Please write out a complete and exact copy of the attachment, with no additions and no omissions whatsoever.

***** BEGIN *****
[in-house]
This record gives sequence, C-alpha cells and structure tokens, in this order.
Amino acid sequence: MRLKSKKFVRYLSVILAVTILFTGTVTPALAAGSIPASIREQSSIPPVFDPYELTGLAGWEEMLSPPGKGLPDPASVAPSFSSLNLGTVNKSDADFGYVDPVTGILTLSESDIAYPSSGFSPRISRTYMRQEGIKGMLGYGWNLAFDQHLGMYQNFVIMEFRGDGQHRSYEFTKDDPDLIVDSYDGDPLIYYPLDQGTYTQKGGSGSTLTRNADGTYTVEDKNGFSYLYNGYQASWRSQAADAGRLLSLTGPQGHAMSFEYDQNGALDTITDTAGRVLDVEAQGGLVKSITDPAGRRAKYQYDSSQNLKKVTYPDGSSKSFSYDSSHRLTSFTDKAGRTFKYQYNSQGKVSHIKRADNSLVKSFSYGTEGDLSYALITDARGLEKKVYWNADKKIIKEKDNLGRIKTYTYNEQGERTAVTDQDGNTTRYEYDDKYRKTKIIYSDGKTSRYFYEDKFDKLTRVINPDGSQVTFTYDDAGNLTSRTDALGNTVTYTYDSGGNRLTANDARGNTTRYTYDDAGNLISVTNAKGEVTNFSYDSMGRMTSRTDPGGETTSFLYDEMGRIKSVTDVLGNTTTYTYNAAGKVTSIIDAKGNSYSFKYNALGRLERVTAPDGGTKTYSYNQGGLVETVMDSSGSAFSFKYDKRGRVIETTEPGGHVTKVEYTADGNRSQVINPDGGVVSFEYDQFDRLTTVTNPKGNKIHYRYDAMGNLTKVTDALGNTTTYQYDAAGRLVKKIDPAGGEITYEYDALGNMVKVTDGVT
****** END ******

[in-house]
This record gives sequence, C-alpha cells and structure tokens, in this order.
Amino acid sequence: MRLKSKKFVRYLSVILAVTILFTGTVTPALAAGSIPASIREQSSIPPVFDPYELTGLAGWEEMLSPPGKGLPDPASVAPSFSSLNLGTVNKSDADFGYVDPVTGILTLSESDIAYPSSGFSPRISRTYMRQEGIKGMLGYGWNLAFDQHLGMYQNFVIMEFRGDGQHRSYEFTKDDPDLIVDSYDGDPLIYYPLDQGTYTQKGGSGSTLTRNADGTYTVEDKNGFSYLYNGYQASWRSQAADAGRLLSLTGPQGHAMSFEYDQNGALDTITDTAGRVLDVEAQGGLVKSITDPAGRRAKYQYDSSQNLKKVTYPDGSSKSFSYDSSHRLTSFTDKAGRTFKYQYNSQGKVSHIKRADNSLVKSFSYGTEGDLSYALITDARGLEKKVYWNADKKIIKEKDNLGRIKTYTYNEQGERTAVTDQDGNTTRYEYDDKYRKTKIIYSDGKTSRYFYEDKFDKLTRVINPDGSQVTFTYDDAGNLTSRTDALGNTVTYTYDSGGNRLTANDARGNTTRYTYDDAGNLISVTNAKGEVTNFSYDSMGRMTSRTDPGGETTSFLYDEMGRIKSVTDVLGNTTTYTYNAAGKVTSIIDAKGNSYSFKYNALGRLERVTAPDGGTKTYSYNQGGLVETVMDSSGSAFSFKYDKRGRVIETTEPGGHVTKVEYTADGNRSQVINPDGGVVSFEYDQFDRLTTVTNPKGNKIHYRYDAMGNLTKVTDALGNTTTYQYDAAGRLVKKIDPAGGEITYEYDALGNMVKVTDGVT